A new snapshot of American homelessness finds that some 209,000 people visited soup kitchens, missions and emergency shelters in March 2010, the Census Bureau said Thursday.
About half of these people were young or middle-aged men. Adult women represented about a quarter of the population, and 1 in 5 -- about 42,000 -- were children.
New York and California had the highest number of people using homeless services, while the District was one of 10 cities with the largest number.
The Census Bureau clarified that its special report, "The Emergency and Transitional Shelter Population: 2010," is not a tally of the U.S. homeless population.
There is "no standard or agreed upon definition of what constitutes homelessness," it said. Although the census workers targeted all kinds of homeless services and even certain "outdoor locations," "all people normally at these locations may not have been included in the count," it said.
The new numbers come as the Obama administration pushes ahead with an ambitious "Opening Doors" plan to end U.S. homelessness within 10 years. Its goals are to end homelessness among military veterans by 2015, and homelessness for children, family and youths by 2020, according to the U.S. Interagency Council on Homelessness.
Nineteen federal agencies are collaborating with states and private groups to provide permanent housing, education and health services to these populations.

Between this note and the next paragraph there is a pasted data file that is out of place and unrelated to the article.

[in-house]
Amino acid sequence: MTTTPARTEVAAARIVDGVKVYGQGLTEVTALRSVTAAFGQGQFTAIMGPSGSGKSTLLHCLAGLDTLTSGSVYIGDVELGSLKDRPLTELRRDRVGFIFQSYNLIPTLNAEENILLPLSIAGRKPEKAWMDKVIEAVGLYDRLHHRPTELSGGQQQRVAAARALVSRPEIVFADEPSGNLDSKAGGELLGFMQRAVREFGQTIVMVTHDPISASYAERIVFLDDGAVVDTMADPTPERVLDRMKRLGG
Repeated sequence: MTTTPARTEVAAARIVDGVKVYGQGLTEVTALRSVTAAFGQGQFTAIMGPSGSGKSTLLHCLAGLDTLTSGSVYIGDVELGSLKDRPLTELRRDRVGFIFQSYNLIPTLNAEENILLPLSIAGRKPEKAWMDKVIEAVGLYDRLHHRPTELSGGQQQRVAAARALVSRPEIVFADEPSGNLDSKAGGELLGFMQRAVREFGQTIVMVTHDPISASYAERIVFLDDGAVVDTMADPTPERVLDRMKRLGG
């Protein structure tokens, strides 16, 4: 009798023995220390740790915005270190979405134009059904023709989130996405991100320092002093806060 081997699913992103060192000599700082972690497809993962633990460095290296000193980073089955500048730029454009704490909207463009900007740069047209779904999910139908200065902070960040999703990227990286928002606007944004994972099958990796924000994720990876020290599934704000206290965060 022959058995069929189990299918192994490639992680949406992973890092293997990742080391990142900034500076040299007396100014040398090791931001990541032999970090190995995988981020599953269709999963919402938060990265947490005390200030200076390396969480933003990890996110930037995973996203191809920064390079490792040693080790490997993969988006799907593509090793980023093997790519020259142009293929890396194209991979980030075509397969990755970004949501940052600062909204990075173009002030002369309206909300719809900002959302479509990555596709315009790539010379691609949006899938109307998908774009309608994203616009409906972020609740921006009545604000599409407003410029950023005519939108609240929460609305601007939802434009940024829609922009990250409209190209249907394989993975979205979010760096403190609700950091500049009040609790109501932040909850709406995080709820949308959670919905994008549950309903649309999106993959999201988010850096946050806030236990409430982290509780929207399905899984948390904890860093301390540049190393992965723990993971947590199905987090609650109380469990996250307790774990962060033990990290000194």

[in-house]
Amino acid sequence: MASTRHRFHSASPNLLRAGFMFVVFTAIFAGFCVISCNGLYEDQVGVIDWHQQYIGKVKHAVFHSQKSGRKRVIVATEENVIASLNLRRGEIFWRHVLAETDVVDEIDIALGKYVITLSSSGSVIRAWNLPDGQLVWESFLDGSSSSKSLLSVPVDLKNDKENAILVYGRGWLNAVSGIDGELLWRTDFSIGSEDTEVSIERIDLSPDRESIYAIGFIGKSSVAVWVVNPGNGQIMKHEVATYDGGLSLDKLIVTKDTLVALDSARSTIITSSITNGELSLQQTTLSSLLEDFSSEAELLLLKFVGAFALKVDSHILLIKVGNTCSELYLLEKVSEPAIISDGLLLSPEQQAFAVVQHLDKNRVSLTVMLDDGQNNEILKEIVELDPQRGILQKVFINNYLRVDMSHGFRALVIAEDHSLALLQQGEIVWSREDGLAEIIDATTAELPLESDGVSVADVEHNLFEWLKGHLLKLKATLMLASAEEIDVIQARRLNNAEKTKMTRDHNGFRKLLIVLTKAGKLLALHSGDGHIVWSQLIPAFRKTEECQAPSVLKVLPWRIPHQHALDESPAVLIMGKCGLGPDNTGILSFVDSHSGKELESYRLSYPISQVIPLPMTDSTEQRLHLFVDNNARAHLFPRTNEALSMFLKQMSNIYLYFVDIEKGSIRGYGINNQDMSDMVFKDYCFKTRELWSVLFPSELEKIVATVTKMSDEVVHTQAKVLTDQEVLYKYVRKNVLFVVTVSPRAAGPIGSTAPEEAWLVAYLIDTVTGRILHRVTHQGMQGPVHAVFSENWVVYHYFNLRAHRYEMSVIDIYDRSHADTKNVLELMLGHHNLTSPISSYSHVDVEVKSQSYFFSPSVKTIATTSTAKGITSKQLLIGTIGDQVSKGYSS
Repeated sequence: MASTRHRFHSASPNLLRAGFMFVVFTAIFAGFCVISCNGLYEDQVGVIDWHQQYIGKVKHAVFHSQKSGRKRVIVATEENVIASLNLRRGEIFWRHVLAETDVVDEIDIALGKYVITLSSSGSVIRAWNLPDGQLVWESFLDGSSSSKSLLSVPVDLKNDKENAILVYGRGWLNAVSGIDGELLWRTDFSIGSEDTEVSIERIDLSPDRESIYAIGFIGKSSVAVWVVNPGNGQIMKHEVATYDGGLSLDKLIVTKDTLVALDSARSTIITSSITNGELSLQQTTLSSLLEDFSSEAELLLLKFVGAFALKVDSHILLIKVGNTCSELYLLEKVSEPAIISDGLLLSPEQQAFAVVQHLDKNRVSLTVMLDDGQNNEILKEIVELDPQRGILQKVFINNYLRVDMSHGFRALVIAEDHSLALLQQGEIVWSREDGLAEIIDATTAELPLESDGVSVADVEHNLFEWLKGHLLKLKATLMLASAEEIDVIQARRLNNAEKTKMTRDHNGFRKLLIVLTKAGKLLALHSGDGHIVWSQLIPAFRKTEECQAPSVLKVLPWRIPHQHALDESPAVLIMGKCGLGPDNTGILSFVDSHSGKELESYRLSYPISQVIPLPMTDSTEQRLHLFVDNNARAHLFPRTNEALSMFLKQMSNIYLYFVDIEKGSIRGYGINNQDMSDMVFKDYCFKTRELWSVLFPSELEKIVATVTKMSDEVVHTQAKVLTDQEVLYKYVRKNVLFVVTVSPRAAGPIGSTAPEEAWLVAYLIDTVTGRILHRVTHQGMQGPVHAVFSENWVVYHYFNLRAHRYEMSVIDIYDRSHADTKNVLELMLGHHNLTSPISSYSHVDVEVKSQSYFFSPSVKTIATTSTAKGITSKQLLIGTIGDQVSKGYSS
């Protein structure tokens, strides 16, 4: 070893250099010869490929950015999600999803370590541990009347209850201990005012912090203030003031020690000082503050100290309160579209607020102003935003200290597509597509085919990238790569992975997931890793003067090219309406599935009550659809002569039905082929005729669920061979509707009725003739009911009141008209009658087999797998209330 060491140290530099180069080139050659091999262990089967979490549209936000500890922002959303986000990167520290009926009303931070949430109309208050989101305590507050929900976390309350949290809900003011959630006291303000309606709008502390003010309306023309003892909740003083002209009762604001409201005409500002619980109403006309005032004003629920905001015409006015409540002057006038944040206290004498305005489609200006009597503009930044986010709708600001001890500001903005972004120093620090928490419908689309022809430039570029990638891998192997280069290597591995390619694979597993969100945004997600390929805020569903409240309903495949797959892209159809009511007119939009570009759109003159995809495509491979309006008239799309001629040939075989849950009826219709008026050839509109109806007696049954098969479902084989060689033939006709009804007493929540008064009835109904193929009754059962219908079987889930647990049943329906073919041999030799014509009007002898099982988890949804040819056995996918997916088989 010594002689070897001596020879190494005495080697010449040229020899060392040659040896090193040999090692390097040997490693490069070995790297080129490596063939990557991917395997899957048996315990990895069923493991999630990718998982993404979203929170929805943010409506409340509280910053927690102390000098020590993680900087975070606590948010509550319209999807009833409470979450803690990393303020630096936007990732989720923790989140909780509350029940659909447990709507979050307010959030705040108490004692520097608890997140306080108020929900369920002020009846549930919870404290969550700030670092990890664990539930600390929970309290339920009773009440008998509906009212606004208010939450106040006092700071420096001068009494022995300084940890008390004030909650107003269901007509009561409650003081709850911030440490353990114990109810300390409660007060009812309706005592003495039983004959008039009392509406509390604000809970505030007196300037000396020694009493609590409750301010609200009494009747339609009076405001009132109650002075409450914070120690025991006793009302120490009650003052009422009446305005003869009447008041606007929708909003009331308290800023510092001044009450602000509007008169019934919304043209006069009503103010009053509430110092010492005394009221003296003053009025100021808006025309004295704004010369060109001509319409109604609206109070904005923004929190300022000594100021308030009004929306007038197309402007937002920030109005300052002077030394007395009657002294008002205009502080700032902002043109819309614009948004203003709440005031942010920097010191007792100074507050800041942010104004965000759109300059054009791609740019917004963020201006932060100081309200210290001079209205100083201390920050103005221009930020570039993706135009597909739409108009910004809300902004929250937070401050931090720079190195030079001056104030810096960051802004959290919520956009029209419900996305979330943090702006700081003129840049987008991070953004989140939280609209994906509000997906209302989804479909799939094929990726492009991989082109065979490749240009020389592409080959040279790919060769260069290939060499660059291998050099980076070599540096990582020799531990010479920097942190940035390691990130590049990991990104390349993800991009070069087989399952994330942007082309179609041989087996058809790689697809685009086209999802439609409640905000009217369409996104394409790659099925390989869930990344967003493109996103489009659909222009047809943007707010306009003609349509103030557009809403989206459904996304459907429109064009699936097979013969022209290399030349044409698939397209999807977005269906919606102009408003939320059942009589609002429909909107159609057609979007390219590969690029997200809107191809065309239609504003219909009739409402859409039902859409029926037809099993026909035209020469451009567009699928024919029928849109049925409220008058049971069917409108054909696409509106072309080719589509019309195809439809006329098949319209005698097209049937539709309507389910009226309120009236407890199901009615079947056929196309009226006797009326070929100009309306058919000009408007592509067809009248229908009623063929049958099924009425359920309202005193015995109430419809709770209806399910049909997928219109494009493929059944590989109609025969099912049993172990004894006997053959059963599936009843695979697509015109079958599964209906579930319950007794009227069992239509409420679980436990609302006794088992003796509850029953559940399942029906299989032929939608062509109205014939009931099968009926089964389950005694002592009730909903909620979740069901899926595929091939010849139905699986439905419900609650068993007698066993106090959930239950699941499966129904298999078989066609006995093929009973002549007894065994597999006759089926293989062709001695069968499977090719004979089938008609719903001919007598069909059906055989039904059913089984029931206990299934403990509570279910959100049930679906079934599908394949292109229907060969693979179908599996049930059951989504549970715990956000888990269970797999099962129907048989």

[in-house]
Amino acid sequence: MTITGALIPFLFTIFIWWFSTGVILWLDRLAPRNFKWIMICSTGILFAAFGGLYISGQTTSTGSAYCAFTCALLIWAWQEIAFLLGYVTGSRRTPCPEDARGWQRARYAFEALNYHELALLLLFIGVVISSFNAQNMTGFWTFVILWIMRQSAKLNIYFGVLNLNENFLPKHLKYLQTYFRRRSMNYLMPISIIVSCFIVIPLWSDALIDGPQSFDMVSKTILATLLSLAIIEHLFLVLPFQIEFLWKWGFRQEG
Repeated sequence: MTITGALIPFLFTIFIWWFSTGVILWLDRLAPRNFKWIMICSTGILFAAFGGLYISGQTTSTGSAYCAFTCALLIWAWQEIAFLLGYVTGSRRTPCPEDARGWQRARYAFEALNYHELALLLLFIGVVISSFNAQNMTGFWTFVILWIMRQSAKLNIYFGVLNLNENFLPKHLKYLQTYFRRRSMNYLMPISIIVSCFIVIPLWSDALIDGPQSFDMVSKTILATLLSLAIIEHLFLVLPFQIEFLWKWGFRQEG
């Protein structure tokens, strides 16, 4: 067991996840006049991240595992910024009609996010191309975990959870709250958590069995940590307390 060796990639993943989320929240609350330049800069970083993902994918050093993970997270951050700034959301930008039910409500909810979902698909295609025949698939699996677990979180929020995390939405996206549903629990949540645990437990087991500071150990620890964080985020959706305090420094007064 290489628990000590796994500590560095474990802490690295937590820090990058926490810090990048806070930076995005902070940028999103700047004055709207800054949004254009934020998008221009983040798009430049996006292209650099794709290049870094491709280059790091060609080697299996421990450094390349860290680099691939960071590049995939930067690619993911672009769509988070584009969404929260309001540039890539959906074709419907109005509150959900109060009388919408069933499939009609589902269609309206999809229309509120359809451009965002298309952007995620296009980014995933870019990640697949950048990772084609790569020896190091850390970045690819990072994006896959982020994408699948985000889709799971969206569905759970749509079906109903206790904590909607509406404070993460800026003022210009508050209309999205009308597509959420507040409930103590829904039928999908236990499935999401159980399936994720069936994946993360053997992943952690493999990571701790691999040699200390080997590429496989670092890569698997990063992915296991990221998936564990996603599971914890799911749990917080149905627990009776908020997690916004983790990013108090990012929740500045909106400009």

The homeless issue has long been bedeviled by questions over the size of its transient, dynamic and needy population. In the 1980s and 1990s, for instance, policy leaders and advocates argued over whether there were 600,000 homeless or 8 million.
The value of the new census report is that it marks the third time the bureau has taken steps to ensure "that all Americans are counted, regardless of their living situations," said Barbara Poppe, executive director of the U.S. Interagency Council on Homelessness. Thanks to census data, it's possible "for researchers and the government to understand trends among those experiencing homelessness over the last 30 years," she said.
Policy leaders, however, are now relying on regular, in-depth surveys, such as the Annual Homelessness Assessment Report at the Department of Housing and Urban Development.
Recent HUD data found 636,017 people were homeless on a given night in January 2011, and that during fiscal 2010, 1.6 million people used homeless services at least once.
HUD data are comprehensive because they are derived from 3,000 cities and counties, and efforts are made to include people who don't go to shelters but live on the streets or in public spaces.
"We use the [Annual Homelessness Assessment Report] data to drive our current strategies with an understanding of long-term trends that can be identified from census data," Ms. Poppe said.
The new Census Bureau report is bound to raise more awareness about the homeless, which is always welcome, said Jeremy Rosen, policy director of the National Law Center on Homelessness and Poverty.
Still, given the bureau's limitations, its numbers are "on the lower side," he said. Other data sets are more comprehensive, but even they can define homelessness too narrowly, Mr. Rosen added. When people are forced to live in close quarters with other people because they can't afford their own space, "We think they are without a home and should be considered homeless."
© Copyright 2014 The Washington Times, LLC. Click here for reprint permission.